Wednesday, January 12, 2005

Supes invite "Community" to $30 breakfast

The Sonoma County Board of Supervisors has invited the Community to have breakfast with them January 26, at the Doubletree Hotel in Rohnert Park. Chairman Tim Smith will describe "The State of the County" at the second annual "Report to the Community" breakfast forum. The invitation at the Sonoma County Economic Development Board webpage [] reads,

"Dear Community Member

Highlighting the key opportunities, challenges, and initiatives facing Sonoma County in the coming year, the 2005 State of the County: Annual Report to the Community breakfast forum is a chance for you to learn how the major issues facing Sonoma County may affect your life and work. It is our hope that the information presented at this event will assist you in your own work within our community. In addition to the "State of the County" speech by the Chair of the Board of Supervisors, the event will feature a report of numerous local economic indicators, a Q & A session, and exhibits by county agencies.

We look forward to sharing our vision with you for the coming year and cooperating with you to achieve positive results for our community. Information on reserving seats or tables of 8 may be found by [sic] on the link below. Reservation deadline is January 19."

The webpage link takes you to a copy of the actual fancy invitation, which bears the official multi-colored Sonoma County seal: .

The Supes didn't send me a personal invitation, and they probably didn't send you one either. Not many ordinary citizens can afford to spend $30 for a hotel breakfast--or sponsor a table for eight, at $300--to hear Tim Smith talk about the County economy.

Yet it appears that anybody who has the money and registers by January 19 can attend their breakfast forum. Make your check or credit card payment to the EDB Foundation. What's the EDB Foundation? Good question--the EDB home page doesn't say, and neither do the search features at the County and EDB pages.

California's Brown Act requires that meetings of elected and appointed public officials be open, public, and free; and members of the public who might attend can't be required to identify themselves in advance. Thus it appears the very invitation, not to mention the private breakfast forum itself, may violate the Brown Act.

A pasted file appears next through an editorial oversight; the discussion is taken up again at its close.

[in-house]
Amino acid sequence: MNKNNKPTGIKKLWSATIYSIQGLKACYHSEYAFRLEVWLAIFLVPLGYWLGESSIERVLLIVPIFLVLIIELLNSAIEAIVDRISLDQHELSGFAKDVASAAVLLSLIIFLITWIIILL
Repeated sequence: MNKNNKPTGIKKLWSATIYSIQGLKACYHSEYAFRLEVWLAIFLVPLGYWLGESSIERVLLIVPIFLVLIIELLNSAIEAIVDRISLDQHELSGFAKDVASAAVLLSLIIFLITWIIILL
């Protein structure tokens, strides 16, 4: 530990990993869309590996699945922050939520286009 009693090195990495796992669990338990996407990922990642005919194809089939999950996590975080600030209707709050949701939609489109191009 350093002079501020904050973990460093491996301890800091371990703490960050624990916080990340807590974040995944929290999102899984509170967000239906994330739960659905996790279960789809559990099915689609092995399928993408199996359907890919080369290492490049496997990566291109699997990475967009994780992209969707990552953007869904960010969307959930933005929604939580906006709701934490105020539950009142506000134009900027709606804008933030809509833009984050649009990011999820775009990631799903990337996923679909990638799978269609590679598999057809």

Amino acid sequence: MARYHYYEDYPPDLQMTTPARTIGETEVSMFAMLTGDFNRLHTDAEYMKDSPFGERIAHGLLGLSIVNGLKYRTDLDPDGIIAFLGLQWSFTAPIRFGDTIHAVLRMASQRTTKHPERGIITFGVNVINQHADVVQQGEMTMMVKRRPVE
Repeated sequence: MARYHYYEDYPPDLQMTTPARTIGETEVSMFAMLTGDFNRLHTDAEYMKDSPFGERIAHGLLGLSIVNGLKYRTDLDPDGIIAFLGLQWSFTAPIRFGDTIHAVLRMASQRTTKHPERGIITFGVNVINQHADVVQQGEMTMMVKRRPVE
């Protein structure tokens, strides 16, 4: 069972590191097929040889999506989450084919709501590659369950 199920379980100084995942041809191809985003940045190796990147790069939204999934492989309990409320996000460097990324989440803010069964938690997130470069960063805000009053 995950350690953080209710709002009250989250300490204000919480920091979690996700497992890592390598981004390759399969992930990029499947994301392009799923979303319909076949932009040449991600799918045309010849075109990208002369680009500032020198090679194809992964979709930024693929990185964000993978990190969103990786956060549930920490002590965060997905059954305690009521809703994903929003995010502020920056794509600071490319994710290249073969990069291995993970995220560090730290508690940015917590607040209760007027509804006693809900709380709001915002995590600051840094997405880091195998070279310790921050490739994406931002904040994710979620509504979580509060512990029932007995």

The Supes can legally attend many public and private events together where they don't do the County's business. They can all attend the same church on Sunday. They can attend the symphony, shop at the mall, and play golf together. They can even go to local political events, so long as they aren't participating as officials.

But in this case, it's quite clear the Sonoma County Board of Supervisors is inviting "Community Member(s)" to its "2005 State of the County: 2nd Annual Report to the Community". Sonoma County's principal elected officials are sponsoring an exhibition and forum, at which their Chairman will report to the Community on their activities. The event is under the auspices of the Economic Development Board, a major Sonoma County Department.

It's clearly an official Board event, even if only Tim Smith and one other Supervisor--less than a quorum--attend their breakfast forum. And if three Supes are present, it's arguably a "meeting" of the Board, as defined by the Brown Act.

But local politicians have demonstrated a sneaky way of violating the Brown Act, and getting away with it. If private citizens show up and demand free admission to an event like this, they are ushered in. They may not get breakfast, but they can attend the meeting.

Never mind that most citizens never hear about the meeting. The Press Democrat may report the "State of the County" forum as news, but the story won't mention the Brown Act issues. Never mind that private citizens who might have attended didn't go, because they weren't invited--or because they couldn't afford a $30 breakfast.

I suspect the fundamental problem is the Supes think of the EDB as private--a sort of Sonoma County Chamber of Commerce, run for the benefit of private business, but paid for by the taxpayers. 2005 State of the County: Annual Report to the Community appears to demonstrate that when local politicians talk about "The Community", they mean the business community. This event looks like a classic example of local politicians defining "The Community" as only the special interests they know personally, communicate with, and represent.


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